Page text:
Sunday, May 19, 2013
Monday, November 19, 2012
If you want to experience a visual metaphor for the sorry state of the American parks system today take a long and thoughtful stroll along the National Mall in Washington D.C. It has seen better days. The sidewalks are cracked, the landscape is overgrown, and aside from the flocks of tourists passing quickly through en masse, the space feels relatively empty. But it hasn’t always been an open no-man’s land, and it certainly isn’t devoid of design ambition.
Conceived in 1791 by famed landscape architect Pierre Charles L’Enfant, the Mall and its monuments serve as a living roadmap of American history. To be sure, its memorials to Washington, Jefferson, Lincoln, Roosevelt, and King are designed to broadcast lofty and high-powered messages about our leaders and their achievements. Equally important, though, are the events that have occurred, over time, in and around the memorials. They calibrate a potent measure of what we have become; encapsulated on plaques across the Mall are the poignant stories of a strong-willed nation’s persistent development. Half of the American people will visit here in their lifetime. Eight million foreign visitors come here every year. But it’s most popular, by far, with the nation’s idealistic eighth-graders who come here to walk through the epicenter of American patriotism. They lead all other groups in attendance.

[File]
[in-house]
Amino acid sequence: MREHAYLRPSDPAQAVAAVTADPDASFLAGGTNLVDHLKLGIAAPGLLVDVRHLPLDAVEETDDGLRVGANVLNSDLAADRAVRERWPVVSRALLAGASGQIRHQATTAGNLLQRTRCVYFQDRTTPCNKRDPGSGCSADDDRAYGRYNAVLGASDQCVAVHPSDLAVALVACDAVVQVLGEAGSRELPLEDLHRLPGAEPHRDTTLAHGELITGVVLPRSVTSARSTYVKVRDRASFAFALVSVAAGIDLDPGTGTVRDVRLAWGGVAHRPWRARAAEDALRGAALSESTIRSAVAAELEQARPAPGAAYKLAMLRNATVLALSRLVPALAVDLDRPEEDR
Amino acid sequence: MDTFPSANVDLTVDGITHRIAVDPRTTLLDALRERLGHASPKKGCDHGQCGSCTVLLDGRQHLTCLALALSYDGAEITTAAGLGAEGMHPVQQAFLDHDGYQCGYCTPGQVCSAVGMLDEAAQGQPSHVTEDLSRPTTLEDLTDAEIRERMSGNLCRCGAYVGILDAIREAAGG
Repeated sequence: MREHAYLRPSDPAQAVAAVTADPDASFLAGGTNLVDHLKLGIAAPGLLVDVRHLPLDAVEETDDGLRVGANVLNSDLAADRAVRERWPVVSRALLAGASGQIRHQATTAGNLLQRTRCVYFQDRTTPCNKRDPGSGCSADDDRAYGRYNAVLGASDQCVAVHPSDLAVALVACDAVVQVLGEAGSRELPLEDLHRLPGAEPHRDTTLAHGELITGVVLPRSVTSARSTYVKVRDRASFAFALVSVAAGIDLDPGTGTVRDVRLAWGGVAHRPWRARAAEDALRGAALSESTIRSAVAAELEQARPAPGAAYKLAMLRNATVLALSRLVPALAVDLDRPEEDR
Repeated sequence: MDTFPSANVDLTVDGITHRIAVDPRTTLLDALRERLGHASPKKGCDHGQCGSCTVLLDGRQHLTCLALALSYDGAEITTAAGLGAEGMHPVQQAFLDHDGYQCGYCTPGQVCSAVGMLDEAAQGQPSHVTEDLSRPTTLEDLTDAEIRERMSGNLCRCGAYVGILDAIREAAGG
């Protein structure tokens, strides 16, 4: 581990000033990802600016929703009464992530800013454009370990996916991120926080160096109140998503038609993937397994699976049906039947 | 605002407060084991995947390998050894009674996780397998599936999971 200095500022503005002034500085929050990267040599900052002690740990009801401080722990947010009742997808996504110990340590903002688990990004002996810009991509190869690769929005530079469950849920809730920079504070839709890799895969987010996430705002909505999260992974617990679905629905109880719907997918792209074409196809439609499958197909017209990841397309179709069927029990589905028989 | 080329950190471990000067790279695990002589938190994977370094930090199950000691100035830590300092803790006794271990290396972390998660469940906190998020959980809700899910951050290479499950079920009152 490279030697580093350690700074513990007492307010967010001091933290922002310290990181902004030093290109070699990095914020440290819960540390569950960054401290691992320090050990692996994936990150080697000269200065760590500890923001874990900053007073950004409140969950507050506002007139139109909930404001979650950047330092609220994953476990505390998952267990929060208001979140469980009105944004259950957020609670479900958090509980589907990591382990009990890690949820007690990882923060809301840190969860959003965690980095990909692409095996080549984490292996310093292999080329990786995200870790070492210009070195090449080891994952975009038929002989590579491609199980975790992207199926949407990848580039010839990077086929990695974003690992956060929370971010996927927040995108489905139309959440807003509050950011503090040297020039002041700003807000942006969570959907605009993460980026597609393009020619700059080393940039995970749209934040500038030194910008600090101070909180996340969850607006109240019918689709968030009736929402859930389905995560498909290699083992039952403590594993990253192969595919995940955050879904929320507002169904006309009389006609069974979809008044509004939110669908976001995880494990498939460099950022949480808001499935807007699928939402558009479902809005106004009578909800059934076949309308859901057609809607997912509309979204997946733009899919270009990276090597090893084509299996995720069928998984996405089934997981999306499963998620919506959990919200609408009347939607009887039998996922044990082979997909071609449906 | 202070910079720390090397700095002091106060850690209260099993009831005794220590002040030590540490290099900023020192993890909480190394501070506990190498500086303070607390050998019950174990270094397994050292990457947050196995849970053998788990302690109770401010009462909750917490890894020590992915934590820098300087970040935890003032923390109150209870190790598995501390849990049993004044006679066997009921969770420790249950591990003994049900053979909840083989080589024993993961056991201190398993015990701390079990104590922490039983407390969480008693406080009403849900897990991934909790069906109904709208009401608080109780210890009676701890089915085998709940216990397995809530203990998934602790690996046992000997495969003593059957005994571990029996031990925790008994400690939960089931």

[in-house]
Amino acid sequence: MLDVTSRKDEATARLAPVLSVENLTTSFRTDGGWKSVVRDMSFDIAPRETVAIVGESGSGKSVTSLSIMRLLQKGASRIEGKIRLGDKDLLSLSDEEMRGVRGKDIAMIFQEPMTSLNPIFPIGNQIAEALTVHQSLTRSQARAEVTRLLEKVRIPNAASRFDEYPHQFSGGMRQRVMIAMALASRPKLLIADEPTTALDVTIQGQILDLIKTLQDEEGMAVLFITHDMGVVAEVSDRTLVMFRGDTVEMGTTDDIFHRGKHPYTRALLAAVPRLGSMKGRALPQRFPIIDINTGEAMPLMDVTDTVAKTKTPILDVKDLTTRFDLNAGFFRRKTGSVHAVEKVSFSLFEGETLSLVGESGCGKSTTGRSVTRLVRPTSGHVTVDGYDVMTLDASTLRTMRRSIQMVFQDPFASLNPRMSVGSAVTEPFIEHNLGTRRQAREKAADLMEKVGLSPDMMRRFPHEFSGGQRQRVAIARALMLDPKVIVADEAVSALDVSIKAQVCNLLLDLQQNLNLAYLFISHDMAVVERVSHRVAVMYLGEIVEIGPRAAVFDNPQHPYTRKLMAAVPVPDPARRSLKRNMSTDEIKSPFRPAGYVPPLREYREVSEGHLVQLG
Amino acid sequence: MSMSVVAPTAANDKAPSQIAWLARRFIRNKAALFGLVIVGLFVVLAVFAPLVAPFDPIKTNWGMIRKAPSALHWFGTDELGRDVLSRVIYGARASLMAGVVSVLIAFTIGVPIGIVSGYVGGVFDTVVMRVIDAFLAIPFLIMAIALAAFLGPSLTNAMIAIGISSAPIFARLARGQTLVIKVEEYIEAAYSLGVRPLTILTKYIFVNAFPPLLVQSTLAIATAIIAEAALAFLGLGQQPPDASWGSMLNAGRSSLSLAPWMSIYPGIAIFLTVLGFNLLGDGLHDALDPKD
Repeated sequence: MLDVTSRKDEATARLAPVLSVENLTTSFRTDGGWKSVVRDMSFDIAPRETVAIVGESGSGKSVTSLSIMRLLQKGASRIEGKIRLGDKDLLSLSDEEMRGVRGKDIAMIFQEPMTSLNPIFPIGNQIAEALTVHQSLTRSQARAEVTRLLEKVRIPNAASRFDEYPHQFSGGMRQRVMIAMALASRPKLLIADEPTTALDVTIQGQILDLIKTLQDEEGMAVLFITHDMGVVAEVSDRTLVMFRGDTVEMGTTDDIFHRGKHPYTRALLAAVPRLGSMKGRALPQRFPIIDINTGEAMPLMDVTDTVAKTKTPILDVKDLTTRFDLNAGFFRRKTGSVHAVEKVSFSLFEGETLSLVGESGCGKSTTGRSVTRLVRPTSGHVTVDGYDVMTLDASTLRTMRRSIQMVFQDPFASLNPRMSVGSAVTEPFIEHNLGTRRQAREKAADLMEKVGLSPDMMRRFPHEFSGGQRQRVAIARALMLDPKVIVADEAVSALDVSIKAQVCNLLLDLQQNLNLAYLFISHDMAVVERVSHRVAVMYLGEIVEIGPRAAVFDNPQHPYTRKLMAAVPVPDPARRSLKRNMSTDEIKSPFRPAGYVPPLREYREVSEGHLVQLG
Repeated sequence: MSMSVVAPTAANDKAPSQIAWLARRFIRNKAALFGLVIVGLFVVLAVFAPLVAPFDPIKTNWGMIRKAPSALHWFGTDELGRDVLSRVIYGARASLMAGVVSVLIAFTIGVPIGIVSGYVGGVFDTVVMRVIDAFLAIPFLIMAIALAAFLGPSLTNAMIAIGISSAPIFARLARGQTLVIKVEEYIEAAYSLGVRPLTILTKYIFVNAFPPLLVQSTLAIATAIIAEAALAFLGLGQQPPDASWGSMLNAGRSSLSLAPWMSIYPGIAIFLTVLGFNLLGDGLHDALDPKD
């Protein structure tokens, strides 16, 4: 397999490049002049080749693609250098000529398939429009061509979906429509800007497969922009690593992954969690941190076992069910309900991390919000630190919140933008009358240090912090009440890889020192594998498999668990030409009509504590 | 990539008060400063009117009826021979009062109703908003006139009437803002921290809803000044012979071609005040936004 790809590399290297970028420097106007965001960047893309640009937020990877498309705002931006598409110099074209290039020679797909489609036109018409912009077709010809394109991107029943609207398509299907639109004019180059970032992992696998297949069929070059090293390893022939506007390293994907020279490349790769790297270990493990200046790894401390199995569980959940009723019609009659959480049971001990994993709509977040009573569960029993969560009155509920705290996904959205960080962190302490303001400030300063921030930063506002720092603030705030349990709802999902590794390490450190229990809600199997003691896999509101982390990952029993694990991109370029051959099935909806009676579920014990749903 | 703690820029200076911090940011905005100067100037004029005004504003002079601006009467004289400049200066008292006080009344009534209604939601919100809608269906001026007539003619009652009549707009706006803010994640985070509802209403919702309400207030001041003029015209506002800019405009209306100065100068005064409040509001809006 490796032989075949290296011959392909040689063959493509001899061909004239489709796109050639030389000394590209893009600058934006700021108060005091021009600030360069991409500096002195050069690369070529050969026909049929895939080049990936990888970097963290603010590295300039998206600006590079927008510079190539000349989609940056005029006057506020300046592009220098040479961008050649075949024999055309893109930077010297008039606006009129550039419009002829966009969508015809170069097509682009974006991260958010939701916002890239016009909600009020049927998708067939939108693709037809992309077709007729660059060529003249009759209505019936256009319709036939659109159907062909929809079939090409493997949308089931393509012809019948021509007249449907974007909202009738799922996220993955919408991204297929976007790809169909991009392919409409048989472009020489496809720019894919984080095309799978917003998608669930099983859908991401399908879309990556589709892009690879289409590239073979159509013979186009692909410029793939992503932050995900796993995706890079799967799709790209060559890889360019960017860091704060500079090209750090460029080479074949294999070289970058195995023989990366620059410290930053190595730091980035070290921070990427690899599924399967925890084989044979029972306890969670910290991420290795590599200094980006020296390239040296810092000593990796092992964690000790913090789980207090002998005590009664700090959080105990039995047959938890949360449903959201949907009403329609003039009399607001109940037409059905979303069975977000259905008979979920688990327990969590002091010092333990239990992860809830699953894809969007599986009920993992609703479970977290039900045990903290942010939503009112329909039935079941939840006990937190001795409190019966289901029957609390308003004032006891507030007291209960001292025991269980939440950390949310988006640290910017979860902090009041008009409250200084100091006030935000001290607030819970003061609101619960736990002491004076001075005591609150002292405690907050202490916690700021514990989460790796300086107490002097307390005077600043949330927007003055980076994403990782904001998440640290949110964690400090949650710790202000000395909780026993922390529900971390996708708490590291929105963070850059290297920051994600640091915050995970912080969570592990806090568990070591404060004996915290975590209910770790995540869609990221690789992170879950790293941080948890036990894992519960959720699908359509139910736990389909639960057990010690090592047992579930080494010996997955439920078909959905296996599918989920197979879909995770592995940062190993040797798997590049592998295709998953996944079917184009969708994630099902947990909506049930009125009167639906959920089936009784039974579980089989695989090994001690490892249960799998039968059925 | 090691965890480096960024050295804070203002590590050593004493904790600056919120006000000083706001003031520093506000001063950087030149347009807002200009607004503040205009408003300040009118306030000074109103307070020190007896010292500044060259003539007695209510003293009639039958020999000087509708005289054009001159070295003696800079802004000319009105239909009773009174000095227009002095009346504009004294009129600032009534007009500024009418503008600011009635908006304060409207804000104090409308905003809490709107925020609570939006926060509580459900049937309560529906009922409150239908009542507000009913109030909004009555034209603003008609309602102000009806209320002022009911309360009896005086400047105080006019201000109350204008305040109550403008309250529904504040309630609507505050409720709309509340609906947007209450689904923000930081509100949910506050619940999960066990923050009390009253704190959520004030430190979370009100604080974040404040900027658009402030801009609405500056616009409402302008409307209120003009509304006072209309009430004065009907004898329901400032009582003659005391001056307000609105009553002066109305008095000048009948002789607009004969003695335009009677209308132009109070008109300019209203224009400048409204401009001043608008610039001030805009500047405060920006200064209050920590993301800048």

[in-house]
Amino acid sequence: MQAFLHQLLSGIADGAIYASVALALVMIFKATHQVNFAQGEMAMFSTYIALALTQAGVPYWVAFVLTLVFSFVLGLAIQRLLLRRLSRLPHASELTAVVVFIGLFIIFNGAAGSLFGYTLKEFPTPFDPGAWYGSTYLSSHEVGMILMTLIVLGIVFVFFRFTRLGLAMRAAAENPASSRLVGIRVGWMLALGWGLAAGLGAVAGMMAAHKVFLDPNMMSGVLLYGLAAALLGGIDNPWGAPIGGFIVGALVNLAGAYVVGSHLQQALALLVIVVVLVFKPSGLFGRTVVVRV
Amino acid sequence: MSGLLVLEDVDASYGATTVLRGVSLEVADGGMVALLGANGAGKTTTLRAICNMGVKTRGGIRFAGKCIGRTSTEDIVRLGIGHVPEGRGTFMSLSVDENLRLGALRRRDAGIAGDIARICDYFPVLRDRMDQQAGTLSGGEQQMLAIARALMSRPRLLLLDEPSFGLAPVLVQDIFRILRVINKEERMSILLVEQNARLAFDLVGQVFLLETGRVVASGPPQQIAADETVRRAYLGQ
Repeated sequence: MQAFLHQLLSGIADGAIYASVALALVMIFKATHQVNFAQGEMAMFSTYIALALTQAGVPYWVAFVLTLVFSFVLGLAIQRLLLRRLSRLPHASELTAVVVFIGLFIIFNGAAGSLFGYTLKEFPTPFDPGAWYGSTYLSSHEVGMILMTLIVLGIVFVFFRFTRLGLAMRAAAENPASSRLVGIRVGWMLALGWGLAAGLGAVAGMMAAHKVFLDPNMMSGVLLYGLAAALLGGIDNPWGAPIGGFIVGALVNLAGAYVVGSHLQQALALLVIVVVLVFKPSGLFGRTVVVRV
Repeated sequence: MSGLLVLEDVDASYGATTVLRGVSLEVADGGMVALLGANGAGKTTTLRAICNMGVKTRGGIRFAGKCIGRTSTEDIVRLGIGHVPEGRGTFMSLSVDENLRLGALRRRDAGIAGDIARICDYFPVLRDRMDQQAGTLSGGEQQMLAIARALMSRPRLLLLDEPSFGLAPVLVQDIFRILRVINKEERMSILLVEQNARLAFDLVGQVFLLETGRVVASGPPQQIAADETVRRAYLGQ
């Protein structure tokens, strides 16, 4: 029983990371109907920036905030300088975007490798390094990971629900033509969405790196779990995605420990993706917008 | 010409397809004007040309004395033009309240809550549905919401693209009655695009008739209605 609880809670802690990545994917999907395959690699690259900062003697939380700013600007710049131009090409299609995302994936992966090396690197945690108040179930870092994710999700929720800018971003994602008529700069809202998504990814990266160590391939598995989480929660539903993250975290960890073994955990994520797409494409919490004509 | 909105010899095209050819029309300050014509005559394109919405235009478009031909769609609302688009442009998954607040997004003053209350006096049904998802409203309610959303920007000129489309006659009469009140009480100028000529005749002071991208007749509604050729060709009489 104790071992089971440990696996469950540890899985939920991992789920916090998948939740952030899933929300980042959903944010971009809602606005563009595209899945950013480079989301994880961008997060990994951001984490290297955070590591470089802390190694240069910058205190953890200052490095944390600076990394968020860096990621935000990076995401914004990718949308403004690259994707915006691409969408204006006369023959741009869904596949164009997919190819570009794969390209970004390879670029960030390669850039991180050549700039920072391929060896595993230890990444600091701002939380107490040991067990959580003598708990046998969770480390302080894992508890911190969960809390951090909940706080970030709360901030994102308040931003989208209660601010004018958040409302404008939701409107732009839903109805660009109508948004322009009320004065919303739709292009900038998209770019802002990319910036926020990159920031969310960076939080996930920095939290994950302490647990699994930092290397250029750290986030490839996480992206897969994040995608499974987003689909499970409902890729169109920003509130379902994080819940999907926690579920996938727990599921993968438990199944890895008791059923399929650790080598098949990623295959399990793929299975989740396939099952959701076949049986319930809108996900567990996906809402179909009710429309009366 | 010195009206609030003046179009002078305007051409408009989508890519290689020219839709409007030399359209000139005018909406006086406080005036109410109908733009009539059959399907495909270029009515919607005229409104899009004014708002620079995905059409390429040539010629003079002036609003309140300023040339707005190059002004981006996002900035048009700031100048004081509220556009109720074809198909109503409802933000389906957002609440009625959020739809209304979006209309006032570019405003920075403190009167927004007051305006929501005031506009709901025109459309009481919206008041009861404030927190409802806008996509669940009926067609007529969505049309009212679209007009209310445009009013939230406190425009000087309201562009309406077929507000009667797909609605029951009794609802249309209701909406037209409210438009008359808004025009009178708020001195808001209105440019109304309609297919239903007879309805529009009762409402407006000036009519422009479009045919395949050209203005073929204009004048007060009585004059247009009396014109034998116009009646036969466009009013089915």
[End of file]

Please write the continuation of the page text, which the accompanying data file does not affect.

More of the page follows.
Ironically, it’s all of these visitors, inspired by the story of America, that are part of the Mall’s biggest problem.They’ve proven to be an unrelenting source of wear and tear during the past four decades. For the National Park Service, the official institution charged with taking care of the Mall, about $400 million in deferred Congressional funding has taken its toll as well. Walls are crumbling. Fish are dying. Grass has been trampled into dust. As if to add insult to injury, a 5.8-magnitude earthquake in August 2011 rattled the Washington Monument’s marble panels all the way up to the tip of its aluminum capstone. It’s been closed to visitors ever since. “You don’t want your best place in America to look like a junkyard,” architect Donald Stastny told me during a tour of the Mall early in 2012.